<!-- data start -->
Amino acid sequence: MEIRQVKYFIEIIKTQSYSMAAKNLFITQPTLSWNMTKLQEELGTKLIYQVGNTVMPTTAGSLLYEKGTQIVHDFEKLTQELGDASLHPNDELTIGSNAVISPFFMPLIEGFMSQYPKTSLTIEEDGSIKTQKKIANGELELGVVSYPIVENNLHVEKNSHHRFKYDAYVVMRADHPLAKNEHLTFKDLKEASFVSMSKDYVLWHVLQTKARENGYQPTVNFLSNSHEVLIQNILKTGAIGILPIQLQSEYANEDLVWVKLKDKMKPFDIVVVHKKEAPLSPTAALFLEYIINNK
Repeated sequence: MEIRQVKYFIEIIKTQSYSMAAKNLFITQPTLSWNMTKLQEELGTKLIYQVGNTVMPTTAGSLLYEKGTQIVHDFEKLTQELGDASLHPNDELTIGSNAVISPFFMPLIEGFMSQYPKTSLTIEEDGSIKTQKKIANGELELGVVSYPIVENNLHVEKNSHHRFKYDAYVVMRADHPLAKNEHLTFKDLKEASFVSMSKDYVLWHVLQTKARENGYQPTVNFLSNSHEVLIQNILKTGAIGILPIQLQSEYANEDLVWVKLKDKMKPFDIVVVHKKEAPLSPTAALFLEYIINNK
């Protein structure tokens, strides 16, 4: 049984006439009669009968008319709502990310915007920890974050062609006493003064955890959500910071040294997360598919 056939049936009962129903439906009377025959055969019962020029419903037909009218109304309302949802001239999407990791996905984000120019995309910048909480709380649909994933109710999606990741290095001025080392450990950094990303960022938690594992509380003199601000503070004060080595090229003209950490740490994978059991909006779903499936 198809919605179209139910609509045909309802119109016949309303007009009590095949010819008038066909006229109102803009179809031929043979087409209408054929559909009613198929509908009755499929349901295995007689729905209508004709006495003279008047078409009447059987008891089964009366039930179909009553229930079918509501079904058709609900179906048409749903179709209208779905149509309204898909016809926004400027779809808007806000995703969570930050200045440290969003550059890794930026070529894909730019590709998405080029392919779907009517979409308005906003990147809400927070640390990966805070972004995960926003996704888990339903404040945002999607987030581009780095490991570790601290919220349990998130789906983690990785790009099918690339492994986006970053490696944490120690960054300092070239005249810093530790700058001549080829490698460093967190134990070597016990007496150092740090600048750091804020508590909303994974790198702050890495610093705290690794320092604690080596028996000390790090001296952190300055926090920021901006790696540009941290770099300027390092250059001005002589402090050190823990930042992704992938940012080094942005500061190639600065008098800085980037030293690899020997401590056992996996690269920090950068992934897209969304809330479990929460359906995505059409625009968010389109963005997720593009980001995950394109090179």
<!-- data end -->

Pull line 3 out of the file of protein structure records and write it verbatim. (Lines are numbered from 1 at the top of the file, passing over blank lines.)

């Protein structure tokens, strides 16, 4: 049984006439009669009968008319709502990310915007920890974050062609006493003064955890959500910071040294997360598919 056939049936009962129903439906009377025959055969019962020029419903037909009218109304309302949802001239999407990791996905984000120019995309910048909480709380649909994933109710999606990741290095001025080392450990950094990303960022938690594992509380003199601000503070004060080595090229003209950490740490994978059991909006779903499936 198809919605179209139910609509045909309802119109016949309303007009009590095949010819008038066909006229109102803009179809031929043979087409209408054929559909009613198929509908009755499929349901295995007689729905209508004709006495003279008047078409009447059987008891089964009366039930179909009553229930079918509501079904058709609900179906048409749903179709209208779905149509309204898909016809926004400027779809808007806000995703969570930050200045440290969003550059890794930026070529894909730019590709998405080029392919779907009517979409308005906003990147809400927070640390990966805070972004995960926003996704888990339903404040945002999607987030581009780095490991570790601290919220349990998130789906983690990785790009099918690339492994986006970053490696944490120690960054300092070239005249810093530790700058001549080829490698460093967190134990070597016990007496150092740090600048750091804020508590909303994974790198702050890495610093705290690794320092604690080596028996000390790090001296952190300055926090920021901006790696540009941290770099300027390092250059001005002589402090050190823990930042992704992938940012080094942005500061190639600065008098800085980037030293690899020997401590056992996996690269920090950068992934897209969304809330479990929460359906995505059409625009968010389109963005997720593009980001995950394109090179």